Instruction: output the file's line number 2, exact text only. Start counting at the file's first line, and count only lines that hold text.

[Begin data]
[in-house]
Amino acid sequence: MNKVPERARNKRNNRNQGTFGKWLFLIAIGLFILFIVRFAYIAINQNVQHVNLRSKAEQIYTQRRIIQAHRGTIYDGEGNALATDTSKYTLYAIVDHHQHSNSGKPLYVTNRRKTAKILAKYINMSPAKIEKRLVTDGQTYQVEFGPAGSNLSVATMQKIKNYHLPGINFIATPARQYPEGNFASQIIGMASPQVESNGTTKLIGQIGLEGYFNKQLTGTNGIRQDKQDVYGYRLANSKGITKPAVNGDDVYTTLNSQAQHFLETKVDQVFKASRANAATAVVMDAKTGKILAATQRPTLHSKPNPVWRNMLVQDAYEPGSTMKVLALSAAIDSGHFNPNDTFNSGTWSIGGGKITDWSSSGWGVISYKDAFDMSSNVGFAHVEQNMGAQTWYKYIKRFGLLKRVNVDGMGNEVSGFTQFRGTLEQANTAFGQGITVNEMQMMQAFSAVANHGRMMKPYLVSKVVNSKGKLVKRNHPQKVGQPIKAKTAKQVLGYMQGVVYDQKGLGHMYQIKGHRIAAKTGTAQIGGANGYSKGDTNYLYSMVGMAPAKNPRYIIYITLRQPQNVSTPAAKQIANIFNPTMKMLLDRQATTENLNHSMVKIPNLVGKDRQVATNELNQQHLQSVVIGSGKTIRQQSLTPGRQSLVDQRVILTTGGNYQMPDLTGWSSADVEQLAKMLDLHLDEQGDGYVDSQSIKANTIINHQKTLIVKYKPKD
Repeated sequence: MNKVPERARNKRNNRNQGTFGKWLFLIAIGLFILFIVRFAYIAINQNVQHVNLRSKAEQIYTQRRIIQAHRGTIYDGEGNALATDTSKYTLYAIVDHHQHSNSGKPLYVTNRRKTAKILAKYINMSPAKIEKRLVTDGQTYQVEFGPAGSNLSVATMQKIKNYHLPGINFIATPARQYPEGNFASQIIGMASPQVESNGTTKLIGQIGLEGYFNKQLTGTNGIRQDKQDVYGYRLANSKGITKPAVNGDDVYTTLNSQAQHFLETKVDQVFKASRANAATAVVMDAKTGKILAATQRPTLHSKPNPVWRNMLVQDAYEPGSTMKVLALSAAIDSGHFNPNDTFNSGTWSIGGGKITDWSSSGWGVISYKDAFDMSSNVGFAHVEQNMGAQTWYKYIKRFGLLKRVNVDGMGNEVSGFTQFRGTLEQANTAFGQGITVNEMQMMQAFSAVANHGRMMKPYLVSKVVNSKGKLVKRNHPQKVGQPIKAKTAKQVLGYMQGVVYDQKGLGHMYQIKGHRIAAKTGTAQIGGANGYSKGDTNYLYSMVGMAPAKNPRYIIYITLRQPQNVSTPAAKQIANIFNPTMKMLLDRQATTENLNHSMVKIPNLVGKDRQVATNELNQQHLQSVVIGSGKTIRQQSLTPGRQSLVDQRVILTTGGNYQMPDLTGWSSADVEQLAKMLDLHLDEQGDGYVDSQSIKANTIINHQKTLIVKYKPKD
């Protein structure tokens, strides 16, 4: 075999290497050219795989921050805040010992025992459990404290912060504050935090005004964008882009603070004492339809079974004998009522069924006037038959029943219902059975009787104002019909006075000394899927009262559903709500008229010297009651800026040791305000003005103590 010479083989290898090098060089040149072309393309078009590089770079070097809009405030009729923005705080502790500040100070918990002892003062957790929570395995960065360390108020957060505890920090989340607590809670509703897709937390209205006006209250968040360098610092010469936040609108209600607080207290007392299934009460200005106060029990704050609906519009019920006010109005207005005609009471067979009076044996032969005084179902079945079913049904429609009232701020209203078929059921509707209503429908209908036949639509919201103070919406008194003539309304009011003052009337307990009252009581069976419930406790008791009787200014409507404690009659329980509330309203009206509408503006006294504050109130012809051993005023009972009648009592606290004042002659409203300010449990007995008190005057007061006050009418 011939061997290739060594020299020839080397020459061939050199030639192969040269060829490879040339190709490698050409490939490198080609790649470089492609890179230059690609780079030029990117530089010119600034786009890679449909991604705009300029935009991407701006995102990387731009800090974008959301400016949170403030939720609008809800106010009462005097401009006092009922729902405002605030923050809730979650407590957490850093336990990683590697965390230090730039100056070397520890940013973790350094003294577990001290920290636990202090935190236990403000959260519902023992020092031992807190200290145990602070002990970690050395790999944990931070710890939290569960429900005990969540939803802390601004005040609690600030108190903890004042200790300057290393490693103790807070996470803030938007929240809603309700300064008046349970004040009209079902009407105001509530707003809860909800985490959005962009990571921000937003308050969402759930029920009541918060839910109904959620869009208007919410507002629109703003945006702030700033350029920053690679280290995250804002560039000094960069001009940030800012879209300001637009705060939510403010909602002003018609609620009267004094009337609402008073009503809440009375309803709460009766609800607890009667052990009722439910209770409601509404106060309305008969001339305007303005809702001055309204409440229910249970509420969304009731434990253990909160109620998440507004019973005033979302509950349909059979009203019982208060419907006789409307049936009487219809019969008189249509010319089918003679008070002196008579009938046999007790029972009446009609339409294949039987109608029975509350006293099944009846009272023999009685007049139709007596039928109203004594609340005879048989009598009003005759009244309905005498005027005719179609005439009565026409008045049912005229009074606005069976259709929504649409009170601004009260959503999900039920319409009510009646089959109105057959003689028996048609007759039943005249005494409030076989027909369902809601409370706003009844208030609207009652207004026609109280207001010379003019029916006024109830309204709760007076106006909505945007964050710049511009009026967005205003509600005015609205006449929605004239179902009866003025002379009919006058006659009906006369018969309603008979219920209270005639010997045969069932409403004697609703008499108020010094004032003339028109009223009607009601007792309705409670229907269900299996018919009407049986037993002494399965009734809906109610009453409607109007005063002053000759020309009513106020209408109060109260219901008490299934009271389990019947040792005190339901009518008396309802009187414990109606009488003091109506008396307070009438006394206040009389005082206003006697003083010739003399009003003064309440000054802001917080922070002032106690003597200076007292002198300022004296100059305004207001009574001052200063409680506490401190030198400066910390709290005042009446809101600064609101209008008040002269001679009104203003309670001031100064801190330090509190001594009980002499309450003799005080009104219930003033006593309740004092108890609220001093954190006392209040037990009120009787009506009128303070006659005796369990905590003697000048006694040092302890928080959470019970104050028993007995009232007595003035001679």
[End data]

Amino acid sequence: MNKVPERARNKRNNRNQGTFGKWLFLIAIGLFILFIVRFAYIAINQNVQHVNLRSKAEQIYTQRRIIQAHRGTIYDGEGNALATDTSKYTLYAIVDHHQHSNSGKPLYVTNRRKTAKILAKYINMSPAKIEKRLVTDGQTYQVEFGPAGSNLSVATMQKIKNYHLPGINFIATPARQYPEGNFASQIIGMASPQVESNGTTKLIGQIGLEGYFNKQLTGTNGIRQDKQDVYGYRLANSKGITKPAVNGDDVYTTLNSQAQHFLETKVDQVFKASRANAATAVVMDAKTGKILAATQRPTLHSKPNPVWRNMLVQDAYEPGSTMKVLALSAAIDSGHFNPNDTFNSGTWSIGGGKITDWSSSGWGVISYKDAFDMSSNVGFAHVEQNMGAQTWYKYIKRFGLLKRVNVDGMGNEVSGFTQFRGTLEQANTAFGQGITVNEMQMMQAFSAVANHGRMMKPYLVSKVVNSKGKLVKRNHPQKVGQPIKAKTAKQVLGYMQGVVYDQKGLGHMYQIKGHRIAAKTGTAQIGGANGYSKGDTNYLYSMVGMAPAKNPRYIIYITLRQPQNVSTPAAKQIANIFNPTMKMLLDRQATTENLNHSMVKIPNLVGKDRQVATNELNQQHLQSVVIGSGKTIRQQSLTPGRQSLVDQRVILTTGGNYQMPDLTGWSSADVEQLAKMLDLHLDEQGDGYVDSQSIKANTIINHQKTLIVKYKPKD